Seasonal High Tunnel Pilot Initiative: NRCS helps producers plan and implement high tunnels, steel-framed, polyethylene-covered structures that extend growing seasons in an environmentally safe manner. High tunnel benefits include better plant and soil quality, fewer nutrients and pesticides in the environment, and better air quality due to fewer vehicles being needed to transport crops. More than 4,000 high tunnels have been planned and implemented nationwide through this initiative over the past two years.

Air Quality Initiative: NRCS helps producers address air quality concerns on their operations. Assistance includes establishing cover crops, planting windbreaks, implementing nutrient management practices and applying other conservation measures that mitigate and prevent air quality problems.

Conservation practices installed through this initiative reduce airborne particulate matter and greenhouse gases and conserve energy.

Visit the NRCS National Web site for more information on how to apply for these initiatives and connect with an NRCS office near you.

EWG Seeks Elimination of Commodity Title in 2012 Farm Bill

EWG Seeks Elimination of Commodity Title in 2012 Farm Bill

The Environmental Working Group has come up with a farm bill proposal that it claims would save $80 billion over 10 years, nearly four times more than the $23 billion that leaders of the Senate and House Agriculture Committees used to draft sweeping changes in farm policy for the now-defunct Super Committee.

"I'm hoping opening the process back up will allow us to have a more normal relationship with the Agricultural Committees," EWG Senior Vice President of Agriculture and Natural Resources Craig Cox said. "And clearly an opportunity for lots of members of Congress who are vitally interested in the farm bill but aren't on the committee to weigh in."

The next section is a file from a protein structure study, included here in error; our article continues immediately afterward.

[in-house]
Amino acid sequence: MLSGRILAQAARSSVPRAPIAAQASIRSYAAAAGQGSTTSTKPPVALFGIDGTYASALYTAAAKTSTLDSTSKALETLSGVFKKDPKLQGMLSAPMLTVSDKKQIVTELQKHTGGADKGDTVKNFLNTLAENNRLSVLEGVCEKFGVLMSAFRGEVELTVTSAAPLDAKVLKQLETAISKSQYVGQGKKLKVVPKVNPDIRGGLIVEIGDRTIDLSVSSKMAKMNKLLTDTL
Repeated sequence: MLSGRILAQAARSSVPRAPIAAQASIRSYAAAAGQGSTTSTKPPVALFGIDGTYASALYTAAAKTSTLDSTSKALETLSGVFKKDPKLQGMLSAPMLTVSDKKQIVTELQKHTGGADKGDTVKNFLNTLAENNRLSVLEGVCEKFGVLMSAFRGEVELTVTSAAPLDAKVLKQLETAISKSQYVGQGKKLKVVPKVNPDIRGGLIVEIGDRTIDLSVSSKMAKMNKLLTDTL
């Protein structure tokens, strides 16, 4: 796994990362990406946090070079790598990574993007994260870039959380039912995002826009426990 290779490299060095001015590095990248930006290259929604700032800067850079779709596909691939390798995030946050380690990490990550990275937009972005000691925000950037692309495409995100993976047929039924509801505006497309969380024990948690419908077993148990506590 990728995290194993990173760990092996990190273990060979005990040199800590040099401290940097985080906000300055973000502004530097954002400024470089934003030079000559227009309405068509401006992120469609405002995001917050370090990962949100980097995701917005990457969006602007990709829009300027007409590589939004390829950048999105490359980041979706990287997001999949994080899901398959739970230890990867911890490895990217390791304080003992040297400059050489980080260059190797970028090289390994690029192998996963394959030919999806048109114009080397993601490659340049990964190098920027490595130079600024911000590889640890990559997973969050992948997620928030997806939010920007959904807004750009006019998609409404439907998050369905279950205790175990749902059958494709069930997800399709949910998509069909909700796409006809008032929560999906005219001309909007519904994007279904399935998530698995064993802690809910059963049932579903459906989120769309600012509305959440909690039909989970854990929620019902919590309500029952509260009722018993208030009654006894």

EWG is weighing in with a plan that it says would provide a true safety net for working farm and ranch families. The group wants Congress to eliminate direct and counter cyclical payments, LDP's, ACRE and SURE, and replace them with free crop insurance that covers yield losses of more than 30% while removing federal premium and other subsidies for revenue-based insurance products. The proposal would also require producers to meet a basic standard of conservation practices in order to be eligible for publicly-financed crop insurance.

Cox says that EWG is calling for an open, democratic farm bill debate.

"I think an open process will produce a farm bill that is better for all of American agriculture," Cox said. "And it is also better for the American taxpayer and the American consumer."

EWG is demanding that the four top Ag Committee leaders on Capitol Hill make public all the details of the farm bill they drafted behind closed-doors.

U.S. Wheat Export Official Sees Full Market Share Recovery in Colombia

U.S. Wheat Export Official Sees Full Market Share Recovery in Colombia

U.S. Wheat Associates has started the push to win back the export business lost in Colombia due to the five-year delay in Congressional approval of the U.S.-Colombian free trade agreement. U.S. Wheat President Alan Tracy predicts U.S. market share will start to rebound very soon.

"They used to buy 80% to 85% U.S. wheat; it's down to more like 30% to 35% but that will come back," Tracy said. "But it is going to take work. You know you change your flour blend, you change your brand, your customers expect something that is slightly different. You know a baker with an automated process doesn't go change his flour source, so it's going to take a while to get it back, but we're working hard at it and we have a great relationship with the Colombian millers."

Tracy says he's sure the U.S. will reclaim its long-term share of Colombia's wheat imports in fewer than five years.

"We have a shipping advantage, we have an advantage in grocery boatloads because they like different classes and different amounts of different wheat and we're really the only ones who can supply them all of those," Tracy said. "And you know they are accustomed to using our wheat historically."

Because of relatively high prices - U.S. wheat is currently able to enter Colombia tariff-free. The Colombian government will permanently eliminate duties on American wheat once the FTA is implemented.

Former Deputy Ag Secretary Sees Benefit from Ag Committee Proposal

Former Deputy Ag Secretary Sees Benefit from Ag Committee Proposal